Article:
But the most contentious and controversial decisions of the era were four cases contesting state laws aimed at homosexuals. In all four, Corbin insisted that the equal-protection, due-process, and privacy provisions of the federal and state constitutions barred the state from discriminating against homosexual men and women. In 2002, the Supreme Court unanimously struck down the state’s sodomy law, which made homosexual activity a crime. As a legislator in 1977, Corbin had voted for the law, which required a $1,000 fine and up to a year in prison for committing a homosexual act. However, Corbin joined the unanimous decision (Jegley v. Picado, 2002) invalidating the law as a violation of privacy rights guaranteed by the state constitution. A year later, in Lawrence v. Texas, the U.S. Supreme Court invalidated such laws nationwide.
In 2006, Corbin wrote the Supreme Court’s ruling (Howard v. State) holding that the state’s Child Welfare Agency Review Board could not prevent same-sex couples from serving as foster parents. Two years later, an initiated act adopted by the state’s voters barred homosexual couples from serving as foster parents or from adopting children. The Arkansas Supreme Court, in Department of Human Services v. Cole (2011), also struck that law down, unanimously, on the same grounds, saying that such regulation did not reflect a correlation between the sexual orientation of parents and the safety of children.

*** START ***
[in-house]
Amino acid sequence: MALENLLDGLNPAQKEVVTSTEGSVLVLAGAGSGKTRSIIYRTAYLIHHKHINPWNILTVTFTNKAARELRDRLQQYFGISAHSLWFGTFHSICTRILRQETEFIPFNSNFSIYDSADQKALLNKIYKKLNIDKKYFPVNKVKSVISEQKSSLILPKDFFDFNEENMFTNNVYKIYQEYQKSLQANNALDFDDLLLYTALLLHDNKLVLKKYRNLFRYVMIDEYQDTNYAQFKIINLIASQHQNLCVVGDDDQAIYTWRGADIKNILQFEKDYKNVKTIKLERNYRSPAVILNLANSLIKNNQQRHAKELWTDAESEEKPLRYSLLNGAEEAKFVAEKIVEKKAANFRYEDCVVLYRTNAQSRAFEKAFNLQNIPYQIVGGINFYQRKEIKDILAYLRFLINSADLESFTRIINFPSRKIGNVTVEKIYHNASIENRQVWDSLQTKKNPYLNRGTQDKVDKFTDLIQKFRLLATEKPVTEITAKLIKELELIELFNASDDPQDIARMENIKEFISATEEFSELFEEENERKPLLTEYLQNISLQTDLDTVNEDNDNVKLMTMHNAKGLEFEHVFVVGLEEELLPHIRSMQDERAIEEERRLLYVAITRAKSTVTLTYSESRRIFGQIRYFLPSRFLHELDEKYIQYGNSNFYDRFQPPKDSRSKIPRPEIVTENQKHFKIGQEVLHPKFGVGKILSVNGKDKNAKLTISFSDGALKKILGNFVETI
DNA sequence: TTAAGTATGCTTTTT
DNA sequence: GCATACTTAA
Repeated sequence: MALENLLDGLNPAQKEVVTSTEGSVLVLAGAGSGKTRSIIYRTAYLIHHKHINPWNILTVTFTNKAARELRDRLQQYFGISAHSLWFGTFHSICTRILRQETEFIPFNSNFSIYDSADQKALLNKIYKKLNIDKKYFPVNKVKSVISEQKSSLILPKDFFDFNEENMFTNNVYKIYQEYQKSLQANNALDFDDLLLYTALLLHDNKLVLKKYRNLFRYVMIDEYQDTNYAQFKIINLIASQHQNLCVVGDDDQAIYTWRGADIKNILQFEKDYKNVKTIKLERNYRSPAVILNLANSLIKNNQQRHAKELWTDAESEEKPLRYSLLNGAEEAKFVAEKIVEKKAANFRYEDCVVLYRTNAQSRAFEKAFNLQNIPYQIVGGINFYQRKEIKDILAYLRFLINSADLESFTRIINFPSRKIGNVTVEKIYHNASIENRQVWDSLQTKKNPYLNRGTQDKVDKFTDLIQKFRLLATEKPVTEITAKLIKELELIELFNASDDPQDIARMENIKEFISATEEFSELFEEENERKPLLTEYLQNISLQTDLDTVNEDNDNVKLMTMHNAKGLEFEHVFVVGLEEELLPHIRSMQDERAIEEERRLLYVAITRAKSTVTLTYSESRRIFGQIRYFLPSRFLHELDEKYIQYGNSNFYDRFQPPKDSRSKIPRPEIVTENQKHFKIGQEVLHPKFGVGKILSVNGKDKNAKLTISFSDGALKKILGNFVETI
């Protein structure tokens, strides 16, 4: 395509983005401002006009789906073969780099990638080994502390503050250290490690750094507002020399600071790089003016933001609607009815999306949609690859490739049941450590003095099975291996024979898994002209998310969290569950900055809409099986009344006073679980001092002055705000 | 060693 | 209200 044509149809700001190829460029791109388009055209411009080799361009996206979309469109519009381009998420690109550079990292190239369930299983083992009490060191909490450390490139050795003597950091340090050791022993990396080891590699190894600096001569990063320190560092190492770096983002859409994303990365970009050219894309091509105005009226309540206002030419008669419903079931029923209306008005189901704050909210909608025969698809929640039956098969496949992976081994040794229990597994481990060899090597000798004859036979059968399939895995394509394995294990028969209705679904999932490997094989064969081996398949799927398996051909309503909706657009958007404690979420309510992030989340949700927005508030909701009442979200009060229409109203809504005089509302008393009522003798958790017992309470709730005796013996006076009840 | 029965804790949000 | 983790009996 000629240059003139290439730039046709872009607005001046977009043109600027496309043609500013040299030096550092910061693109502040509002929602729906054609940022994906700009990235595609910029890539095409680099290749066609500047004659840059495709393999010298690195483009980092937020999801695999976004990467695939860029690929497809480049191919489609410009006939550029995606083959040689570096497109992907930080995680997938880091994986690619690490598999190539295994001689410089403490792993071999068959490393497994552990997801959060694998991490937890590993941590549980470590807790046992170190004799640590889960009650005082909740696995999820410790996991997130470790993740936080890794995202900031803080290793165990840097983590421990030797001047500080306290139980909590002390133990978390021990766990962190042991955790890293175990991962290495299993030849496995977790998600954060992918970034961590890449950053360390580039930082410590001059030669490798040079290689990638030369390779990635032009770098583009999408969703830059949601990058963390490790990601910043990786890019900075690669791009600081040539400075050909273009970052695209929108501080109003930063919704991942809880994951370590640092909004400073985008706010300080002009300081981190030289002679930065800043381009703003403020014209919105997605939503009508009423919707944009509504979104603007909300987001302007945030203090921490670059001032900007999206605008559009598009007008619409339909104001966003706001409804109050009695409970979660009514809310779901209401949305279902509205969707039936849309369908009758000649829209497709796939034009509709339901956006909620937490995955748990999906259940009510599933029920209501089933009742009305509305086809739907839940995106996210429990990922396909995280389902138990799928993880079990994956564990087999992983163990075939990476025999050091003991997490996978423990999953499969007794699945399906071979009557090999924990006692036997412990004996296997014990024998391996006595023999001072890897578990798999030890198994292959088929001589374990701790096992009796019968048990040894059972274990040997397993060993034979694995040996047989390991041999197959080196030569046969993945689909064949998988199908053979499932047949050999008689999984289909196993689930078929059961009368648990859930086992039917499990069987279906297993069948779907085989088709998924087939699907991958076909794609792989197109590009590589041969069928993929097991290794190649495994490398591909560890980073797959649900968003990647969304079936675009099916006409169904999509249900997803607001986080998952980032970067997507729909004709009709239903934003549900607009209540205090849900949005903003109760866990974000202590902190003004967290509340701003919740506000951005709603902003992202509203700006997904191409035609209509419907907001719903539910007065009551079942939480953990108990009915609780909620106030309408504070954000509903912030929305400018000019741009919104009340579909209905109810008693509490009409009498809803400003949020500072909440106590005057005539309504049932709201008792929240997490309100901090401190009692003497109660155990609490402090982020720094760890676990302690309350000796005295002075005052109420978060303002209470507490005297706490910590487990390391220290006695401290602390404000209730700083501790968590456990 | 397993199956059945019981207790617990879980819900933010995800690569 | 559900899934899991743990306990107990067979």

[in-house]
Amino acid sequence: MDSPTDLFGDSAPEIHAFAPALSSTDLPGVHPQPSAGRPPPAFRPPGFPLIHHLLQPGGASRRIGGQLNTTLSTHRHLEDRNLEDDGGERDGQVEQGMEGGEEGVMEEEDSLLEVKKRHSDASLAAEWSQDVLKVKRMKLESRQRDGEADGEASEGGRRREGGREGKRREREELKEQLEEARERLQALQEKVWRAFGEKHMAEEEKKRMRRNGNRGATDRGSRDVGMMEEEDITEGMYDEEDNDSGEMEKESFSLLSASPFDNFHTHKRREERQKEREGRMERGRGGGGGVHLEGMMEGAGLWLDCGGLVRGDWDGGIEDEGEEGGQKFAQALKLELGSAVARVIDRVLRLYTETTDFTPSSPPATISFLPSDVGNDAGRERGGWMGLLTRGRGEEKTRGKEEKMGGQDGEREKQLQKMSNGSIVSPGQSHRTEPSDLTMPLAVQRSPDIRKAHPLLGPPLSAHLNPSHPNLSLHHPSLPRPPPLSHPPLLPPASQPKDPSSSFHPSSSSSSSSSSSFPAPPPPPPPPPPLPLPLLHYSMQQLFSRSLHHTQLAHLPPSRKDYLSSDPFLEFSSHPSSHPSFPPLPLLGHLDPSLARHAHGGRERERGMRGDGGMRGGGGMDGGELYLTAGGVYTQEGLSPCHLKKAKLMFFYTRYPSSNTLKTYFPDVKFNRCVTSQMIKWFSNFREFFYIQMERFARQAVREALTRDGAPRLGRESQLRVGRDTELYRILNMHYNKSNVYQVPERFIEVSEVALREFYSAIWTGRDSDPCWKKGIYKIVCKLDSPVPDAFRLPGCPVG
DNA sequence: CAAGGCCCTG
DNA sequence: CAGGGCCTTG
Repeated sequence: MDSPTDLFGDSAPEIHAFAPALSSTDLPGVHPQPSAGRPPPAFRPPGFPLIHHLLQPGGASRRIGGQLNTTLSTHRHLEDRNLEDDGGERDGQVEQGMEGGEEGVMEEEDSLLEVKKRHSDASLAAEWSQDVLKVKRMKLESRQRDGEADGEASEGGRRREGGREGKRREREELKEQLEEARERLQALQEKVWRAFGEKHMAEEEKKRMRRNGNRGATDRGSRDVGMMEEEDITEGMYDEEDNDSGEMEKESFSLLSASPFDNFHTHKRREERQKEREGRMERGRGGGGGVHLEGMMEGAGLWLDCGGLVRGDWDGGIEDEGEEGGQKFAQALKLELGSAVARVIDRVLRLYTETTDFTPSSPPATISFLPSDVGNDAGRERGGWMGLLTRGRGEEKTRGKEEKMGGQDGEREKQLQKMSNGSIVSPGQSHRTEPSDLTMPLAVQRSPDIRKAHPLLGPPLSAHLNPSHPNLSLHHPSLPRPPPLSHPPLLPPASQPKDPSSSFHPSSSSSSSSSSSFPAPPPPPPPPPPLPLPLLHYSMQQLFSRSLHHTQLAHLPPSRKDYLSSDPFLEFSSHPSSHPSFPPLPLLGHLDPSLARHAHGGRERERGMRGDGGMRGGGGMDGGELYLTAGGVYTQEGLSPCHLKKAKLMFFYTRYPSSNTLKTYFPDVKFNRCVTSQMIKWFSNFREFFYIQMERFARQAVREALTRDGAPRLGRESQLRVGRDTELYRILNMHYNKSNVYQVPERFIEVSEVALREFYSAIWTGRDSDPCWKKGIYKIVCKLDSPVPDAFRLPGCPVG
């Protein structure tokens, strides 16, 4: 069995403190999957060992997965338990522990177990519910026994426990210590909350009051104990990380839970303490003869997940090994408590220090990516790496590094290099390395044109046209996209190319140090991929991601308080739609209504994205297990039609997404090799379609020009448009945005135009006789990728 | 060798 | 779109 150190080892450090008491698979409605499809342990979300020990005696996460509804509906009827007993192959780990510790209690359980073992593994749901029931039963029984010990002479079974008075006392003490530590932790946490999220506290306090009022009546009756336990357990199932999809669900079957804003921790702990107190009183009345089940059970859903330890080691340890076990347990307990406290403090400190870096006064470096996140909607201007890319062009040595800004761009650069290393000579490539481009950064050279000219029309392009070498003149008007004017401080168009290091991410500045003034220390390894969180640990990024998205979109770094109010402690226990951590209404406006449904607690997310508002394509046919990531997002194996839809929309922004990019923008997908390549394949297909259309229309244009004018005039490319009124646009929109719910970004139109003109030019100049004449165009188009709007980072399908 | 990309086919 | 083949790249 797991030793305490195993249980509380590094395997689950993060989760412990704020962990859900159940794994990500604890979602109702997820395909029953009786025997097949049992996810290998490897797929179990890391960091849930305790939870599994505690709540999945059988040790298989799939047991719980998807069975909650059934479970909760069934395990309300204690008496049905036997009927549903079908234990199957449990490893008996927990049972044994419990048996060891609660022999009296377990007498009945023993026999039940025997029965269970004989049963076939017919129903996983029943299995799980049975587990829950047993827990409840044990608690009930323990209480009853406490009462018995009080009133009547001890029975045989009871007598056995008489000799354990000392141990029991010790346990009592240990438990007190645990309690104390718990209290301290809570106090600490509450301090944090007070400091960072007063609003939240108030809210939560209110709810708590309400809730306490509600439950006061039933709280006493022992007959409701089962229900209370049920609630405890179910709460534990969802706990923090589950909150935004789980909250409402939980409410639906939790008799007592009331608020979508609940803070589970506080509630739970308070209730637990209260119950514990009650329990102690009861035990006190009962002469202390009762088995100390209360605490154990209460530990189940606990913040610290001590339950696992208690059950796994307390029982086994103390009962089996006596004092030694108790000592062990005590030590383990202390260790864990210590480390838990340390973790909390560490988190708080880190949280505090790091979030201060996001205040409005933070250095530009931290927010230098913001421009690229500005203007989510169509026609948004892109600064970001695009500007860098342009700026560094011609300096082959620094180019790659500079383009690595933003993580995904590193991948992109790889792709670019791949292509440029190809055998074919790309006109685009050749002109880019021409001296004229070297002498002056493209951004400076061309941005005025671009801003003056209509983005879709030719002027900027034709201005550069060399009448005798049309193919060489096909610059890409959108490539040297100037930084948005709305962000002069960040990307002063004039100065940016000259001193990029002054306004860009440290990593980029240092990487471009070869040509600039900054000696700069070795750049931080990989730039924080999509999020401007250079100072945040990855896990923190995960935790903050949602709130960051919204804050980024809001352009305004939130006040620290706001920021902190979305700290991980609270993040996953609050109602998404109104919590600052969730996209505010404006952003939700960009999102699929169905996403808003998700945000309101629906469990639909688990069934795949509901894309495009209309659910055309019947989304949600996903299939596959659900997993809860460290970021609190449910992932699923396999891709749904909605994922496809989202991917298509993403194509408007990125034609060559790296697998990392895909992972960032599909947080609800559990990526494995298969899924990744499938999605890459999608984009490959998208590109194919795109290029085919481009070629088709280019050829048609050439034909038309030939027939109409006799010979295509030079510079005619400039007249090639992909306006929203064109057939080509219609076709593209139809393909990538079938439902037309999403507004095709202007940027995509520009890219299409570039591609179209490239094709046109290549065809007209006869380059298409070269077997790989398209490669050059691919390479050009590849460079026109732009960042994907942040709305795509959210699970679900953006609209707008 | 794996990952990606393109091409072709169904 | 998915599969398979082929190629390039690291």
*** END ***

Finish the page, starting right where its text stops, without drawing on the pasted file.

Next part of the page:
The Pulaski County Circuit Court struck down a constitutional amendment outlawing same-sex unions, a case that reached the state Supreme Court in 2014. The court expedited hearing the case and decided, six to one, to affirm the lower court, but the court never handed down an opinion. Corbin sought to have the ruling released before leaving the bench (he was retiring at the end of the year) and offered his own opinion addressing the federal and state constitutional issues. Corbin retired effective December 31, 2014, and the decision was not handed down. With two new justices, the court delayed rendering a decision for another six months, until the U.S. Supreme Court struck down all such state laws in Obergefell v. Hodges, delivered on June 26, 2015. The Arkansas court then dismissed the Arkansas appeal as moot.
Corbin died on December 12, 2016, after a period of illness.
For additional information:
Blomely, Seth. “Lawmakers Say 2 Justices Crossed Line.” Arkansas Democrat-Gazette, January 4, 2004, p. 10A.
Bowden, Bill. “Long a State Justice, Corbin Dies at 78.” Arkansas Democrat-Gazette, December 14, 2016, pp. 1A, 7A.
Donald L. Corbin Oral History. Arkansas Supreme Court Project, Arkansas Supreme Court Historical Society. https://courts.arkansas.gov/sites/default/files/Donald%20Corbin%20Interview.pdf (accessed July 12, 2016).
Little Rock, Arkansas
Last Updated 12/14/2016